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The students of the masters program have to do a mandatory two weeks of urban fieldwork and four weeks of rural fieldwork in their first year. The field work is directed at achieving the twin goals of being able to apply the methods of research in understanding real world problems as well as understanding society in the context of the issues being studied. Urban Fieldwork
The urban field work is intended as a pedagogic tool for orienting students to the ground realities of cities with reference to climate change, environment and the development sector as well as enabling them to explore the linkages between them. Students are required to do a situational analysis of the concerns centred around the challenges of urbanisation with an emphasis on its implications for climate change and environment. The field work is also linked to some of the courses in the first semester and will provide a base for comprehending themes that emerge in future courses.
Students are given opportunities to observe, participate, interact and experience the ground realities of cities which are broadly connected to the themes of climate change, environment and development. These field experiences are at the individual level; and if group based exercise is carried out, then the group would be a small one. The field work is chosen in such a manner as to allow the students to engage with issues extensively as well as intensely. The focus is to understand the prevailing situation rather than devising possible interventions. Each of these experiences is followed by a debriefing on the basis of a written report and its presentation. The faculty members would then give an in-depth feedback to the students.
Issues to be Focused During Field work:
Role of Centre Faculty Members in the Visits
Each visit is planned, anchored and debriefed by faculty members of the centre. The faculty members are responsible for identifying the nature of the experiences corresponding to a theme, making arrangements for the same, organizing other logistical support and facilitating the debrief. All the visits are coordinated by faculty members to enable smooth conduct of the exercise and achievement of objectives outlined.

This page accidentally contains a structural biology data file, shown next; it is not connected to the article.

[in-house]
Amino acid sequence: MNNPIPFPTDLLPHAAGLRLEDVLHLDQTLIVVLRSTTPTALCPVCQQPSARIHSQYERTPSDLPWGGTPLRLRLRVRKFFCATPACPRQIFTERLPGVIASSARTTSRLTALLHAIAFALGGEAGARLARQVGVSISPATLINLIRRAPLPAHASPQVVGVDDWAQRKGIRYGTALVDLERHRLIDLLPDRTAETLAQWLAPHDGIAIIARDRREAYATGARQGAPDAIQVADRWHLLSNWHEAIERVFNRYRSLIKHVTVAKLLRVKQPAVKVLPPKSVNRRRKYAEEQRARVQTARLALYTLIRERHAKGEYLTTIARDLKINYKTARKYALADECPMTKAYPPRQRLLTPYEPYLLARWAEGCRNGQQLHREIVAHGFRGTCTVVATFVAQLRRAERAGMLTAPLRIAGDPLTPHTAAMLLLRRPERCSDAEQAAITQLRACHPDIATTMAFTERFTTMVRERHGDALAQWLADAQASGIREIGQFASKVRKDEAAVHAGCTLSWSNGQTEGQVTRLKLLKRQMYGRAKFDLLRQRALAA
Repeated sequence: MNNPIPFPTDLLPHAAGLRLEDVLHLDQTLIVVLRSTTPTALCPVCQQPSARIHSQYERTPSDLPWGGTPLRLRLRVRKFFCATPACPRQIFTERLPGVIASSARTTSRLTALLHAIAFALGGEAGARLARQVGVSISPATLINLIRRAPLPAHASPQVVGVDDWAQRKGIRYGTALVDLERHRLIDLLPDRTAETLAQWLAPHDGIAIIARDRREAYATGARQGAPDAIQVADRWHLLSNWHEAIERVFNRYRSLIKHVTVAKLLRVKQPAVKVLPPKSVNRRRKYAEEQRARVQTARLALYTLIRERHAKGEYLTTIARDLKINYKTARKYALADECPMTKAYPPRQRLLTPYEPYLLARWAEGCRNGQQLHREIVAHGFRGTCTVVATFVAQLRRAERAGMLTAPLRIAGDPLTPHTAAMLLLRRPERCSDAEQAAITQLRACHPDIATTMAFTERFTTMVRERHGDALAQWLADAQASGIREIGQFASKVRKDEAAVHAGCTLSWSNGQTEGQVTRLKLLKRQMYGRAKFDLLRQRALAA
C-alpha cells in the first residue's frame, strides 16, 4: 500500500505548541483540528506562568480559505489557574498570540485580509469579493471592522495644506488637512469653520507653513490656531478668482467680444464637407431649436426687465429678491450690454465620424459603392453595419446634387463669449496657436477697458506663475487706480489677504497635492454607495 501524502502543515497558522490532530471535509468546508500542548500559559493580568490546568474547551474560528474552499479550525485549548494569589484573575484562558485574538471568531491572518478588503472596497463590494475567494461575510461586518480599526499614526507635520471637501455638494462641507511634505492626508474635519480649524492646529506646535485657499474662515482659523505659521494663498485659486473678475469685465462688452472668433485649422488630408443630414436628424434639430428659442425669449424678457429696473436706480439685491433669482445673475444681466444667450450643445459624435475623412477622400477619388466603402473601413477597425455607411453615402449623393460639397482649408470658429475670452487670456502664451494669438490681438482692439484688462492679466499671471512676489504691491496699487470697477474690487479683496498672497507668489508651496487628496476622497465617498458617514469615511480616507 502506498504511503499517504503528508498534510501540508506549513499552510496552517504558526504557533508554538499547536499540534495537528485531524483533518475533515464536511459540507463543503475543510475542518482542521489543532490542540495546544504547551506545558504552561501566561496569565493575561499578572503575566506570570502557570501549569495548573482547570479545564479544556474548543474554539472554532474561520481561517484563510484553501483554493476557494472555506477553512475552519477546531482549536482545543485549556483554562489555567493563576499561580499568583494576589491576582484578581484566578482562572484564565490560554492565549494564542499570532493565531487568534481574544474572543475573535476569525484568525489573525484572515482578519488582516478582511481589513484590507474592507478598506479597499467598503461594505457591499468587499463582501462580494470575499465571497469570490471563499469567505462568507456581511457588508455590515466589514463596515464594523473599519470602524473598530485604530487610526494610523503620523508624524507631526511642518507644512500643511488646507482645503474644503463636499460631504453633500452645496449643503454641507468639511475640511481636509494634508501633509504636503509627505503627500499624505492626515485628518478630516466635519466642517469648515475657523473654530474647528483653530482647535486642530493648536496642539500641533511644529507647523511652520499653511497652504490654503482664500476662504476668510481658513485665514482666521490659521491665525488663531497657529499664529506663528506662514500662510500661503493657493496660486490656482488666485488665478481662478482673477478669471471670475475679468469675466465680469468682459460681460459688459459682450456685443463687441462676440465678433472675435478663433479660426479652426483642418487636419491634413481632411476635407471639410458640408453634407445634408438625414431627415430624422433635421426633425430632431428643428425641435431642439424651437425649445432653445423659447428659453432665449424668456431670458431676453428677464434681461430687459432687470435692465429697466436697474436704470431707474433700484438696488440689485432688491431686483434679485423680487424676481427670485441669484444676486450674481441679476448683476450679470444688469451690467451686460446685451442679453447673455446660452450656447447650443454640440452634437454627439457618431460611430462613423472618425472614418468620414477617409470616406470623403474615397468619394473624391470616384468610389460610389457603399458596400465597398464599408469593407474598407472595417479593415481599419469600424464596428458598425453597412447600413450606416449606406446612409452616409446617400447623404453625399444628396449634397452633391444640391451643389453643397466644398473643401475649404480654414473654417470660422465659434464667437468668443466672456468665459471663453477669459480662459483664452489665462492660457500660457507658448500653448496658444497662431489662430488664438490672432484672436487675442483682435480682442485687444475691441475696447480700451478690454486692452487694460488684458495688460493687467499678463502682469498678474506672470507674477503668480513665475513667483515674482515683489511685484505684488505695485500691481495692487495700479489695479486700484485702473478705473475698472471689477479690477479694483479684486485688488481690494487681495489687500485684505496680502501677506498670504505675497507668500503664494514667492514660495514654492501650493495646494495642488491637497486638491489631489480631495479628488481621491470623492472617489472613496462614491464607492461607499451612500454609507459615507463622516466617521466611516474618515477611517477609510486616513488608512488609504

Students of the M.A/M.Sc. Program in Climate Change and Sustainability Studies are expected to do four weeks of compulsory rural fieldwork. This is meant to serve the dual purpose of i) practical application of methodological tools taught to students during the semester in terms of survey based, data collection, sampling, focus group discussions, interviews, etc. and ii) understanding the diverse aspects and issues concerning environment and development in rural areas. Students are required to study various aspects of the society-environment linkage and prepare a detailed report that shows an integrated understanding of the village at the end of four weeks.
Students are expected to use a variety of tools to conduct a detailed study of of the village in question. The core issues that will be the focus of study will be energy, water and agriculture. Topics such as forests, fisheries or other relevant issues will be included wherever applicable. Students will work in groups in each area, but will periodically rotate so that everyone gets an exposure to all the aspects being studied.
The rural fieldwork is held at the end of the second semester (Summer- month of April). The field visits are organized and arranged by the faculty in charge from the Centre. Each subject under study is identified in advance and all activity pertaining to that area is facilitated by the faculty members (questionnaire preparation, data collection, report writing).
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